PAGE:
Everything you need to know about Solana!
Solana is a decentralized blockchain created to support globally user-friendly and scalable apps.
Solana was the first blockchain to use the proof-of-history mechanism!
Solana's beginnings may be traced back to late 2017 when its creator Anatoly Yakovenko released a white paper draft describing a novel distributed systems timekeeping method called Proof of History (PoH). Anatoly believed that PoH could help in the automation of transactions on the blockchain, paving a way for increased scalability for cryptocurrencies.
Later, Anatoly collaborated with Greg Fitzgerald, a former coworker at Qualcomm, to create a single blockchain network in Rust that utilized PoH as its ‘internal clock’.
In February 2018, the two published the project's official whitepaper and the first internal testnet. Greg, Stephen, and three other people were recruited by Anatoly to start the business that would eventually become Solana Labs.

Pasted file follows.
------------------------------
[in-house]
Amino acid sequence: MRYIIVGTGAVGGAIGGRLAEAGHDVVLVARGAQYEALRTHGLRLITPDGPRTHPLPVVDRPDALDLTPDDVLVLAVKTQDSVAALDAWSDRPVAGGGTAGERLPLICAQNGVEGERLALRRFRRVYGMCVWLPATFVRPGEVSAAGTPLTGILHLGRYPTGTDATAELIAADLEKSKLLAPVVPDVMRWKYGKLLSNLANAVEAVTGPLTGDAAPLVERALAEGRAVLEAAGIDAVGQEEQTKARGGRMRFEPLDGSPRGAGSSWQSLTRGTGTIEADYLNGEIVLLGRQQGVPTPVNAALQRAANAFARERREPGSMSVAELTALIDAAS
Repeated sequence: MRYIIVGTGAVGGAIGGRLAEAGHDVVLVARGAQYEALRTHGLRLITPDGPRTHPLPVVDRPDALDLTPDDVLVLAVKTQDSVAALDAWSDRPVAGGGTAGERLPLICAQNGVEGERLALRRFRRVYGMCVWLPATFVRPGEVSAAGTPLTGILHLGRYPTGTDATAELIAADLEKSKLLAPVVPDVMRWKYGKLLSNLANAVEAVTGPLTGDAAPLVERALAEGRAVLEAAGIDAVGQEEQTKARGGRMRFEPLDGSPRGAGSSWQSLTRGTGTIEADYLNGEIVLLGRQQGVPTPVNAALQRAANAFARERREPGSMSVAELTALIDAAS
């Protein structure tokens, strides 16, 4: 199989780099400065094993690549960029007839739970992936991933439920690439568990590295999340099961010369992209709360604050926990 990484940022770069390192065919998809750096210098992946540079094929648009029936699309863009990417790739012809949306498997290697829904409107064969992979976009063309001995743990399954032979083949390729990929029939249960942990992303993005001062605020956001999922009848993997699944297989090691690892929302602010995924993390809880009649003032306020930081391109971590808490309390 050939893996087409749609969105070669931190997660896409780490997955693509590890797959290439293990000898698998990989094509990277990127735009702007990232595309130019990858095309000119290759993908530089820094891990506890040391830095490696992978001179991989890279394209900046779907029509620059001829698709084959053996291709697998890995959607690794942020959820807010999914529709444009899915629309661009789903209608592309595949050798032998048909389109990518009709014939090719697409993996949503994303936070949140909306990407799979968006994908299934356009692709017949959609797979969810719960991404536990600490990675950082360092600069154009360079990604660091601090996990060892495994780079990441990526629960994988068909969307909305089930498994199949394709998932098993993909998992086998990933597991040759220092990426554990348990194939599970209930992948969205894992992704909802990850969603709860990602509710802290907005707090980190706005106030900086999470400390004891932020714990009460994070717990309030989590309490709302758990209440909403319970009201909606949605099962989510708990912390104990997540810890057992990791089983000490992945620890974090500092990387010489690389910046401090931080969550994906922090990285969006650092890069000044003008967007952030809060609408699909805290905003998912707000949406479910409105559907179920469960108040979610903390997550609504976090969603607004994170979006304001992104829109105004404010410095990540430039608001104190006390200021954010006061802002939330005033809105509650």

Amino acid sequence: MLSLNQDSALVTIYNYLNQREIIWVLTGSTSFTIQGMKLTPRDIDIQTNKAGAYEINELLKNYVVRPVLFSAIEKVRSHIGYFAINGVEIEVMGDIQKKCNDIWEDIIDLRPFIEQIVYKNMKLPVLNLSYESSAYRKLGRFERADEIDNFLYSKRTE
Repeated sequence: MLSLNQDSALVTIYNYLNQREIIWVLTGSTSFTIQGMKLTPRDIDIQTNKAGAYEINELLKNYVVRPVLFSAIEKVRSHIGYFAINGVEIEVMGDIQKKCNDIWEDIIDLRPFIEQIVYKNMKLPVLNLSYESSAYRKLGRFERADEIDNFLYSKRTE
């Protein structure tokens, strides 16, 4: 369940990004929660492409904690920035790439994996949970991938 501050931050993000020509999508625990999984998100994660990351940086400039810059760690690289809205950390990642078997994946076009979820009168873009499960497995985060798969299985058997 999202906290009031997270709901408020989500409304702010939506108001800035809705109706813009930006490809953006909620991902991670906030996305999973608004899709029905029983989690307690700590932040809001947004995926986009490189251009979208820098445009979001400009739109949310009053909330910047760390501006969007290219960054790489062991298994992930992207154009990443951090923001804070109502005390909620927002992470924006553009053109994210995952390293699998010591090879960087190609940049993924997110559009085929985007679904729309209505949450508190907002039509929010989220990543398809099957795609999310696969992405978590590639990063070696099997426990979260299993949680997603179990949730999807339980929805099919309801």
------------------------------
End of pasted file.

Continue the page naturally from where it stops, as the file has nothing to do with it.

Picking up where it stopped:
Solana was formally launched in 2019, with its trading price less than $1 per coin.
In March 2020, shortly after receiving $1.76 million through a public token auction held on CoinList, Solana went live on the Mainnet Beta. The project's beta network supported smart contracts and had simple transaction capabilities. Currently, Solana Labs continues to be a major supporter of the Solana network, and the Solana Foundation provides funding for ongoing development and community-building initiatives.
How does Solana work?
Solana uses a hybrid proof-of-stake (PoS) and proof-of-history protocol. The historical proof is used as a way to demonstrate that transactions are made by the proper leader and in the right order.
Solana's blockchain is divided into time slots or intervals where validators take part in transactions and produce blocks. To save time, leaders are selected before each slot in this system.
The PoS process selects a validator or node to serve as the slot leader depending upon the amount of SOL possessed. Every validator is responsible for completing the next block of transactions for the slot that they have been chosen for as well as a PoH sequence, which is a count of the passing of time.